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In business or trading, an overestimation of one's abilities and of the precision of one's forecasts. Overconfident people set overly narrow confidence intervals in making predictions. They tend to overweigh their own forecasts relative to those of others.
The self-serving attribution bias, under which individuals attribute past successes to their own skills and past failures to bad luck, can lead to overconfidence.
In the context of financial markets, the confidence of a self-attributing investor increases when public information is in line with his or her forecast, but it does not decrease as much when public information contradicts his or her forecast. The investor therefore gains excessive confidence over time, after receiving different confirming and disconfirming public news.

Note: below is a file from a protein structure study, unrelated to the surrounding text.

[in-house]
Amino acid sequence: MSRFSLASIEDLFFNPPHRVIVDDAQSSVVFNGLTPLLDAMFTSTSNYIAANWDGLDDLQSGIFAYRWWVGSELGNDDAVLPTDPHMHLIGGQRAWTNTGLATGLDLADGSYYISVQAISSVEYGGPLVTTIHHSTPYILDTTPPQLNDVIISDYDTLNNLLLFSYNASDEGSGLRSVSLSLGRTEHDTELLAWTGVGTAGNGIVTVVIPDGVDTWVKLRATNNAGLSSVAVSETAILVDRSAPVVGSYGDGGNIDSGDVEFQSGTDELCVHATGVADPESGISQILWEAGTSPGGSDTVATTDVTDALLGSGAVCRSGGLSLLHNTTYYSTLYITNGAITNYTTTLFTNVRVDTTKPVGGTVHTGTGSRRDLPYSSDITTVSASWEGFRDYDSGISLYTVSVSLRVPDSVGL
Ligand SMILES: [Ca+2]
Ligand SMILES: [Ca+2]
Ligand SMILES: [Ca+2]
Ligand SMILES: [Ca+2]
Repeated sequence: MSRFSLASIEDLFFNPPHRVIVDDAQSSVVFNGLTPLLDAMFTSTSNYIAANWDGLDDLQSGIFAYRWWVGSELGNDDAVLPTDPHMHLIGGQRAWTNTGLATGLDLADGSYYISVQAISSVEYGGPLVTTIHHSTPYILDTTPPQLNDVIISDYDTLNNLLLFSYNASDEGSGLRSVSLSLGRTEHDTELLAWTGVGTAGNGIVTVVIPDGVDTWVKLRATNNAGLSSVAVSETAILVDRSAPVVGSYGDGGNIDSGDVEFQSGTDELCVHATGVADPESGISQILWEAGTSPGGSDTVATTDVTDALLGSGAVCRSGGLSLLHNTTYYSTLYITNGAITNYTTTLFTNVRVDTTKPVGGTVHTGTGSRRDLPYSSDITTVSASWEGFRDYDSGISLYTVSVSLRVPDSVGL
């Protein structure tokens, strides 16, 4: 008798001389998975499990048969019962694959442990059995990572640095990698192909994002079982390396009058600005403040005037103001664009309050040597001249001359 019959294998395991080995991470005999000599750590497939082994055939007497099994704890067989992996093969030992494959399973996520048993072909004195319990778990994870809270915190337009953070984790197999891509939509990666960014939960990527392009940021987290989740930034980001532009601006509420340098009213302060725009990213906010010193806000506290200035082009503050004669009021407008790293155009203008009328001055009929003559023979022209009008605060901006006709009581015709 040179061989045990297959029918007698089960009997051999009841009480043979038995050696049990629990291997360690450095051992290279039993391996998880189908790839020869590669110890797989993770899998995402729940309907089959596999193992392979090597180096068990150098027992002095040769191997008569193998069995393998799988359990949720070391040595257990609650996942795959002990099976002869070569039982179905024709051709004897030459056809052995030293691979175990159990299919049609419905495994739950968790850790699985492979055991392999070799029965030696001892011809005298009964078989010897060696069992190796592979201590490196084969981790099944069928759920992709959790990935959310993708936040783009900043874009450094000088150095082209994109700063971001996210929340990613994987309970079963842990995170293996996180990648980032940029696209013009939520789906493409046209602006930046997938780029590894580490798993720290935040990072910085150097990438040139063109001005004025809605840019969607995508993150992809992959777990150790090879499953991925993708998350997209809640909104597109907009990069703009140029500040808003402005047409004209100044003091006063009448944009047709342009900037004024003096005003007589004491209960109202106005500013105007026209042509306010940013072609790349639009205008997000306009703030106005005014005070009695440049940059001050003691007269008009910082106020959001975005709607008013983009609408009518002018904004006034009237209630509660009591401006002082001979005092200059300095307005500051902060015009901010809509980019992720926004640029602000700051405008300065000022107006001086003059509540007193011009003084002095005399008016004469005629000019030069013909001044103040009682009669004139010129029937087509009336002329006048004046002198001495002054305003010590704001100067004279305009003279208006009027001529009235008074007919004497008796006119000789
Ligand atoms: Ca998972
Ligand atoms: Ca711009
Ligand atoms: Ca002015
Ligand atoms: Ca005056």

A similar cognitive bias, illusory superiority (or the above average effect), also causes people to overestimate their own abilities. Evidence of this bias is documented in studies that ask subjects to assess their abilities - indeed, a vast majority of people say they are above the average.
Investors who overestimate their own abilities trade excessively, even though trading is costly and lowers their net returns. Overconfident managers can make suboptimal investment, mergers and acquisitions and financing decisions, destroying company value.